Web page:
I see this dynamic all the time with managers, both externally and internally; while everyone genuinely wants innovation, they also simultaneously want to remain in control of what they are comfortable with. You can see this in the workforce: while the few innovators are recognized and rewarded for innovation, others are stuck in their current role or even laid off because of stagnation. Just like dogs, managers and employees are anxious about the consequences of failure and feel more comfortable doing what they’ve always done, how they’ve always done it, and reaping the same results while remaining envious of their peers or competitors experiencing great successes.

This behavior inevitably creates a self-defeating pattern. If the company or the manager doesn’t create an environment where people can take risks and occasionally fail, then innovation will be stifled. If innovation doesn’t occur, the company won’t grow; the team won’t succeed past expectations and the result will be cutting costs to survive. This environment will create anxiety to the point that the cycle will repeat until the fear of failing ends up hindering progress to a point that failure is inevitable.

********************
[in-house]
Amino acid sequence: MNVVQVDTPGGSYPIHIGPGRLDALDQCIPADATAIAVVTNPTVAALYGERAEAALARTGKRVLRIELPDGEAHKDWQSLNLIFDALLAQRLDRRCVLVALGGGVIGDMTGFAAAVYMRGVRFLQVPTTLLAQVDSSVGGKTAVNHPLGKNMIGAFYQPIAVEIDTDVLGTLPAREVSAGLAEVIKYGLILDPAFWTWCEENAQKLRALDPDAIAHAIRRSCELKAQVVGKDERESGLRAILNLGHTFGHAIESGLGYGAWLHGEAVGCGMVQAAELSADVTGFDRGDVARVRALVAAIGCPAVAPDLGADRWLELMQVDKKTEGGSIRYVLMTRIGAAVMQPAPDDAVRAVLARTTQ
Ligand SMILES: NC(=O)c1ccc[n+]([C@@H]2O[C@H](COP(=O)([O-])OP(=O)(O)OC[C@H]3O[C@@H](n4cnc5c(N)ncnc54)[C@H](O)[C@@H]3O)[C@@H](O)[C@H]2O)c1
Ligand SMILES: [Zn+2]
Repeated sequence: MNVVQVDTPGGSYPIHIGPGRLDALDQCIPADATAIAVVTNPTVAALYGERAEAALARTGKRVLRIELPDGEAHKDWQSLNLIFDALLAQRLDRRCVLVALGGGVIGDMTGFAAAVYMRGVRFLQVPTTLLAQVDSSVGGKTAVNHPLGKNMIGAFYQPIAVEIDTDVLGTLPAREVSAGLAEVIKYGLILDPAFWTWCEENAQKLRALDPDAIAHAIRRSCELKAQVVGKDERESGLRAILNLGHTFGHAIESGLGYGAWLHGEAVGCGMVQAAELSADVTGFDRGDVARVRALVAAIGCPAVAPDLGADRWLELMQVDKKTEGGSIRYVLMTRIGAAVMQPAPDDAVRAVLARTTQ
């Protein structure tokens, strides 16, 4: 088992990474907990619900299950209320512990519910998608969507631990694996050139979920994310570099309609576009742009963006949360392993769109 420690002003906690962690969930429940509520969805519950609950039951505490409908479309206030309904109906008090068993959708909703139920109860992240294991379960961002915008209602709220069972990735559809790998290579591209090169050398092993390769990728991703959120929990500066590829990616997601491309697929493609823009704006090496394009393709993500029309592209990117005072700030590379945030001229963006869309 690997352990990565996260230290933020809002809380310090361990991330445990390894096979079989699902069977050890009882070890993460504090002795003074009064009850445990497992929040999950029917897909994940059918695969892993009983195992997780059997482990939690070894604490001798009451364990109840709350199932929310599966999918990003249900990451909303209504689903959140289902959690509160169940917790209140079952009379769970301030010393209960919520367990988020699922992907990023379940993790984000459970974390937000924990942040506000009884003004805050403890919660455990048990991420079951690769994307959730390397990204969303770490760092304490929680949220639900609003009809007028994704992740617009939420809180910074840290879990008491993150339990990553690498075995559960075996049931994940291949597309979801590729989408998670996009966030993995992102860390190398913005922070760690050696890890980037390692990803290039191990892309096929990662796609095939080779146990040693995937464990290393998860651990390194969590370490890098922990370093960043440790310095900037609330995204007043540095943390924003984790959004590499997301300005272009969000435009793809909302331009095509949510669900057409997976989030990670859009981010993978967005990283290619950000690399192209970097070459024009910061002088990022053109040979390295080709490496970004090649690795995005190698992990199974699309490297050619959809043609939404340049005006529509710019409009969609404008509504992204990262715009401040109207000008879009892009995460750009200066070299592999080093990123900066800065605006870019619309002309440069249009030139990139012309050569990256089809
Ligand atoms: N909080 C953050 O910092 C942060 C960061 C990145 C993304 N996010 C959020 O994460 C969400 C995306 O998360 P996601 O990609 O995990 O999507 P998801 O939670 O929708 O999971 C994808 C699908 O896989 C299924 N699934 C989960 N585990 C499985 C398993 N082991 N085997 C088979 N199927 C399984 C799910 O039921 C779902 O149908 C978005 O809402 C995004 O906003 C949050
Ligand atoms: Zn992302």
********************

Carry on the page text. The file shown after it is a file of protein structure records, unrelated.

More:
The unfortunate part about this pattern is that it’s is more common than the companies and teams taking risks and experiencing high watermarks. The mixed message that keeps getting sent out is: “you need to grow while also cutting costs.” This leaves employees confused, stressed, anxious and risk-averse. The reality is that a lot of employees have been risk-averse during the last few years because they believe a failing economy will leave them unemployed if they put their jobs in jeopardy.

 What can you do as a manager to create an environment that fosters innovation instead of stifling it?

1) Evaluate. Look at your company and your team and assess how often people are avoiding risks in their current position. Utilize ways to gauge the overall feeling of your employees by giving anonymous surveys, team meetings or one-on-ones to find out if people are holding back ideas and are caught up in the fear of failing. If it’s happening, talk about how you can improve and what you can learn from their innovations and risks as well as how it can propel their career forward. Everyone wants a vision of being greater than they currently are – it’s even more powerful if that vision is shared.